Results: The 32% of trial participants 70 years or older accrued 49% (n = 194) of the 393 confirmed primary end points. The rates of the primary end point in this age group were 1.22 and 1.99 per 100 person-years of follow-up in the rosuvastatin and placebo groups, respectively (hazard ratio, 0.61 [95% CI, 0.46 to 0.82]; P < 0.001). Corresponding rates of all-cause mortality in this age group were 1.63 and 2.04 (hazard ratio, 0.80 [CI, 0.62 to 1.04]; P = 0.090). Although no significant heterogeneity was found in treatment effects by age, absolute reductions in event rates associated with rosuvastatin were greater in older persons. The relative rate of any serious adverse event among older persons in the rosuvastatin versus placebo group was 1.05 (CI, 0.93 to 1.17).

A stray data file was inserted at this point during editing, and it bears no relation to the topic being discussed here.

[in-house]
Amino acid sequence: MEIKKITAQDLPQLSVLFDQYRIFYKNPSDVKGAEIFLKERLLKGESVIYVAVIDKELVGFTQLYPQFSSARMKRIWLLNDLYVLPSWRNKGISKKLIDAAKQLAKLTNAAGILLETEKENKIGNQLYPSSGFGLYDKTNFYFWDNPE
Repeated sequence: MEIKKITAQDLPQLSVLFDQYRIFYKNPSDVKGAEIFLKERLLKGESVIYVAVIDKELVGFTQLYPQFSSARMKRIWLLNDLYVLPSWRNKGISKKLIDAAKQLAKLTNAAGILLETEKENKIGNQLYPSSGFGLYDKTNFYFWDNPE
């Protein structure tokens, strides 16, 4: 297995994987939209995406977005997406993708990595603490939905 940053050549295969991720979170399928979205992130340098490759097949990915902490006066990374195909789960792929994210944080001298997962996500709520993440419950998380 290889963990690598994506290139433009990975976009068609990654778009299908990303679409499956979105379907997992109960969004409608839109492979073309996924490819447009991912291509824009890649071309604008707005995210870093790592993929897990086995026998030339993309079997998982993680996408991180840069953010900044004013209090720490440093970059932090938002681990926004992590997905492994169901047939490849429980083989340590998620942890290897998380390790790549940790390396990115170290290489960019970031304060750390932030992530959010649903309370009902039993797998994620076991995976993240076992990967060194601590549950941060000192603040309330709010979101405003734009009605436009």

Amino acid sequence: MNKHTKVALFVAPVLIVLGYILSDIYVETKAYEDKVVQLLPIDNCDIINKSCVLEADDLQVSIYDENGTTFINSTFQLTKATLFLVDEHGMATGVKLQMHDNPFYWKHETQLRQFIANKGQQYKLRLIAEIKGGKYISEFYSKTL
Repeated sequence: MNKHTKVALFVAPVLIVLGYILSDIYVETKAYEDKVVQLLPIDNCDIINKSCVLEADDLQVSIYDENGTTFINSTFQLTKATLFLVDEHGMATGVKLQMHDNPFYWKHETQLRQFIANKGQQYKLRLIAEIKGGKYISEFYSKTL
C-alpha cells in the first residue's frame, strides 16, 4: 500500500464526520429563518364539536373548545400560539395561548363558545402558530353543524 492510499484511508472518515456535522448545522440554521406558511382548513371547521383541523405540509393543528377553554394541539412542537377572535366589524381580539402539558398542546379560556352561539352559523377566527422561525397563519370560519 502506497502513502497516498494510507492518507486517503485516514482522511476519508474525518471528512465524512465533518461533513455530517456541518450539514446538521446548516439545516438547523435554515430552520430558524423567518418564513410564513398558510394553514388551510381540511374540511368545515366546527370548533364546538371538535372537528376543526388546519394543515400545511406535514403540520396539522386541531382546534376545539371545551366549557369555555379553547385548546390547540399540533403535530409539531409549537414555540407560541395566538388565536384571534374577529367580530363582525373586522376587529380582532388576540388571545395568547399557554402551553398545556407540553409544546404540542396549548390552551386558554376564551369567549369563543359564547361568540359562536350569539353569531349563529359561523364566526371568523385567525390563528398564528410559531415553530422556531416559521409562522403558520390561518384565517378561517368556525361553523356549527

Limitation: Effect estimates from this exploratory analysis with age cut-point chosen after trial completion should be viewed in the context of the overall trial results.
Conclusion: In apparently healthy older persons without hyperlipidemia but with elevated high-sensitivity C-reactive protein levels, rosuvastatin reduces the incidence of major cardiovascular events.
Primary Funding Source: AstraZeneca.
* Limited data are available on the effectiveness of statins in improving outcomes in older patients.